Re: Lexing Unicode strings?

gah4 <>
Tue, 4 May 2021 14:47:08 -0700 (PDT)

          From comp.compilers

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From: gah4 <>
Newsgroups: comp.compilers
Date: Tue, 4 May 2021 14:47:08 -0700 (PDT)
Organization: Compilers Central
References: 21-05-001 21-05-002
Injection-Info:; posting-host=""; logging-data="94587"; mail-complaints-to=""
Keywords: i18n, comment
Posted-Date: 04 May 2021 18:55:59 EDT
In-Reply-To: 21-05-002

On Tuesday, May 4, 2021 at 8:33:50 AM UTC-7, gah4 wrote:

(snip, I wrote)

> Note that in addition to have a 16 bit Unicode char, the Java language
> itself is defined in terms of Unicode. Variable names can be any Unicode
> letter, followed by Unicode letters and digits. Presumably, then, the
> designers of Java compilers have figured this out, I suspect using the 16 bit char.


> Yes, Unicode can be fun!
> [Remember that Unicode is a 20 bit code and for characters outside the first 64K,
> Java's UTF-16 uses pairs of 16 bit chars known as surrogates that make UTF-8
seem clean and beautiful. -John]

I did know that Java used 16 bits, but never tried to figure out what they did
with the rest of the characters. There should be enough in the first 64K for writing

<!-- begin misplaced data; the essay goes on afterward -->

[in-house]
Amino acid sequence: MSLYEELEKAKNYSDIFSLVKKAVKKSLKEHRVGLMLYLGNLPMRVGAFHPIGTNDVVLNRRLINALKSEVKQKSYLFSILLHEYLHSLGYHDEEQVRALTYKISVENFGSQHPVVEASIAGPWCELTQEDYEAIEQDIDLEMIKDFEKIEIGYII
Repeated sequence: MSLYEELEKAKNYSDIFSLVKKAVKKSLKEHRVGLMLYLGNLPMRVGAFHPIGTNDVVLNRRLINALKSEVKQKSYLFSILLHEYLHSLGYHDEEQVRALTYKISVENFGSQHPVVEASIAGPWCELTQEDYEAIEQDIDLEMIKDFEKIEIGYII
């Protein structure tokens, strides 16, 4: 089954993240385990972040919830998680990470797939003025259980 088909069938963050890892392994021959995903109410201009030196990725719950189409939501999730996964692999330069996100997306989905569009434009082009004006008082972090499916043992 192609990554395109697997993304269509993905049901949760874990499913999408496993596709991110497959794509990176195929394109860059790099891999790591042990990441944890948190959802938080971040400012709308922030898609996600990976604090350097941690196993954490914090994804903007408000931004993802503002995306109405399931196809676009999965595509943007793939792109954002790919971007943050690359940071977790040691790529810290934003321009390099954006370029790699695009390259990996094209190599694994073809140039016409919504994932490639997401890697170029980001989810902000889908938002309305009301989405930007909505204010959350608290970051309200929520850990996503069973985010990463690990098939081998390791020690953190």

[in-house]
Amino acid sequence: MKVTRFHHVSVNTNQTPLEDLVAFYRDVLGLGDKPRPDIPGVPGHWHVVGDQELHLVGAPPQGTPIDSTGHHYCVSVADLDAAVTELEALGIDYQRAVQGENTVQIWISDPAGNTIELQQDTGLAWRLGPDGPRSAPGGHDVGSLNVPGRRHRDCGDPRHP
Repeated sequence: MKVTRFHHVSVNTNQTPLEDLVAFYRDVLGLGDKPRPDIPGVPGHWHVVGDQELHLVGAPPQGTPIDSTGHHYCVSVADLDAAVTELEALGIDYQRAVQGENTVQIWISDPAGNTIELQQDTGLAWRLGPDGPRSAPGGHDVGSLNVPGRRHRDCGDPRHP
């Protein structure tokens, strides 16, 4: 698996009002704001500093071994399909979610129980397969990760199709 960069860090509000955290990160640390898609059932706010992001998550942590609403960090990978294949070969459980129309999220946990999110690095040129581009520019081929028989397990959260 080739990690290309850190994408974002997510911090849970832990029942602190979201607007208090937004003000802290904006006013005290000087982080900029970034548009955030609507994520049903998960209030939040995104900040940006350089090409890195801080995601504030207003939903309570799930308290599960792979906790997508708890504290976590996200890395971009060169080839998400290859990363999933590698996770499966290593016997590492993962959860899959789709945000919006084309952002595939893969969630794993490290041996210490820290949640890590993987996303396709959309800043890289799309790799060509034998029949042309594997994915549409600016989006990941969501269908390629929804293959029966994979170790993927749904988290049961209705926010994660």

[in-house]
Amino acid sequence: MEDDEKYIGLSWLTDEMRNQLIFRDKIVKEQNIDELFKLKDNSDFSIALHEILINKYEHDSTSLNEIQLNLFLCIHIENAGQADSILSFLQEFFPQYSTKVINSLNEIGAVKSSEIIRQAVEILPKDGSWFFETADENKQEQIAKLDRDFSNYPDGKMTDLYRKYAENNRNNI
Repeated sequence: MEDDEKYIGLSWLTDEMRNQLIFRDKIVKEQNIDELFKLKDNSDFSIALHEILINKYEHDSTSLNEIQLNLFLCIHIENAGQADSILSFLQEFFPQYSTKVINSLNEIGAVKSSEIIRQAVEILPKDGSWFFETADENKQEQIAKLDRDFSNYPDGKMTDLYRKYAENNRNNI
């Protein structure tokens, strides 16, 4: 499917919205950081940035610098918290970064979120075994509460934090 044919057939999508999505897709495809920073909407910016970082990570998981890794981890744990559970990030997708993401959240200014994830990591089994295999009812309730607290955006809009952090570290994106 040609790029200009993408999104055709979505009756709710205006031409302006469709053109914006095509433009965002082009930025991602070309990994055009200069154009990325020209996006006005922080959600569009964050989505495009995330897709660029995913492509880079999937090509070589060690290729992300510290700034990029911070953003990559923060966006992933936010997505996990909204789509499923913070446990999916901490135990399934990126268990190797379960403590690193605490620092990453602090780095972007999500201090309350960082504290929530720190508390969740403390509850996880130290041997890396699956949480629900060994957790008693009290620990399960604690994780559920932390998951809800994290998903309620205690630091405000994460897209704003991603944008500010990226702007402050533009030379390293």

I did once use π for a variable name, with the obvious value. It seems it is \u03c0.
I even found an editor that allowed entering such characters, and then would write
out the file with \u escapes. As far as I know, that is more usual than UTF-8.

I believe that the Java parser converts from \u escapes fairly
early, such that you can quote strings with \u0022, and then you
should be able to put \uu0022 inside the strings.

[If you're only going to allow the lower 64K, your users will be sad
when they try to use quoted strings with uncommon Chinese characters
or with emoji, or more likely your compiler will barf since they will
be encoded as two surrogate characters and your lexer won't know what
to do with them. If you're going to deal with Unicode, better bite the
bullet and deal with the whole mess. -John]

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